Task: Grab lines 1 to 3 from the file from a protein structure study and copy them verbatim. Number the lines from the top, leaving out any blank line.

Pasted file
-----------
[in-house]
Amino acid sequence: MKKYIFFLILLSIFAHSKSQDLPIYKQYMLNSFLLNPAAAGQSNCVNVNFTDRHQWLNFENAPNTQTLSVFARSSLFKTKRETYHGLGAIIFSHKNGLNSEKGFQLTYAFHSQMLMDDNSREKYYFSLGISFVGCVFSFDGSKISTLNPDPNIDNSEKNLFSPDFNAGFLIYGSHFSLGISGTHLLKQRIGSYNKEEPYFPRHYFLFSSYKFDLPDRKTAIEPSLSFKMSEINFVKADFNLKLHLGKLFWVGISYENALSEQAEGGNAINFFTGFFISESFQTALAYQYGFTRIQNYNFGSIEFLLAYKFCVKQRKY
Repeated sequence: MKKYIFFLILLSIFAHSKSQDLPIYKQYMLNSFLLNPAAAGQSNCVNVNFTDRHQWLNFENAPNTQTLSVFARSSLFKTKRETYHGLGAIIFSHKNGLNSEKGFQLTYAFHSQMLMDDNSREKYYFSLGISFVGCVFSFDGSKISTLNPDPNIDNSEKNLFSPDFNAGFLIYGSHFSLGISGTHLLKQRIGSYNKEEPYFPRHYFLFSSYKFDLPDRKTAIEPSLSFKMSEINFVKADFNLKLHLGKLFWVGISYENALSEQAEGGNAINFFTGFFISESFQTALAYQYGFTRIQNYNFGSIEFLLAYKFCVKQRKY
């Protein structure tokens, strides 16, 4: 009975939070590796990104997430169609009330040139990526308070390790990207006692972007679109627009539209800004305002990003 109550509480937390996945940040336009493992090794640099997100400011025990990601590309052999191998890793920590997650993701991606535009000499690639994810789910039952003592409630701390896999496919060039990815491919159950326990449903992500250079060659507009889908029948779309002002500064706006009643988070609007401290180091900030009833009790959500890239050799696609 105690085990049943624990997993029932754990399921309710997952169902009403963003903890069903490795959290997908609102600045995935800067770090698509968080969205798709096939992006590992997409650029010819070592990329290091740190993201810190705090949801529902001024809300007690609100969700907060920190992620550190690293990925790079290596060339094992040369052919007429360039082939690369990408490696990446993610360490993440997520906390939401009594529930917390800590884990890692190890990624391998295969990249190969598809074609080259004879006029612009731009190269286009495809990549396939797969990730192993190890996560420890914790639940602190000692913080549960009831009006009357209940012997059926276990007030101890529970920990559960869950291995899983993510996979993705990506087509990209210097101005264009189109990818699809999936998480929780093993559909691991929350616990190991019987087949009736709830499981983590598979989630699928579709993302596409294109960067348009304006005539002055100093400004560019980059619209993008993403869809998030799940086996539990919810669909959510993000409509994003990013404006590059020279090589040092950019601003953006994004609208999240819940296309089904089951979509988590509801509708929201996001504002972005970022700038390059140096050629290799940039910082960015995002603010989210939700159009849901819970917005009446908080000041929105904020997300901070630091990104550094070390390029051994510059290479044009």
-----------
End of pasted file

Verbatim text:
[in-house]
Amino acid sequence: MKKYIFFLILLSIFAHSKSQDLPIYKQYMLNSFLLNPAAAGQSNCVNVNFTDRHQWLNFENAPNTQTLSVFARSSLFKTKRETYHGLGAIIFSHKNGLNSEKGFQLTYAFHSQMLMDDNSREKYYFSLGISFVGCVFSFDGSKISTLNPDPNIDNSEKNLFSPDFNAGFLIYGSHFSLGISGTHLLKQRIGSYNKEEPYFPRHYFLFSSYKFDLPDRKTAIEPSLSFKMSEINFVKADFNLKLHLGKLFWVGISYENALSEQAEGGNAINFFTGFFISESFQTALAYQYGFTRIQNYNFGSIEFLLAYKFCVKQRKY
Repeated sequence: MKKYIFFLILLSIFAHSKSQDLPIYKQYMLNSFLLNPAAAGQSNCVNVNFTDRHQWLNFENAPNTQTLSVFARSSLFKTKRETYHGLGAIIFSHKNGLNSEKGFQLTYAFHSQMLMDDNSREKYYFSLGISFVGCVFSFDGSKISTLNPDPNIDNSEKNLFSPDFNAGFLIYGSHFSLGISGTHLLKQRIGSYNKEEPYFPRHYFLFSSYKFDLPDRKTAIEPSLSFKMSEINFVKADFNLKLHLGKLFWVGISYENALSEQAEGGNAINFFTGFFISESFQTALAYQYGFTRIQNYNFGSIEFLLAYKFCVKQRKY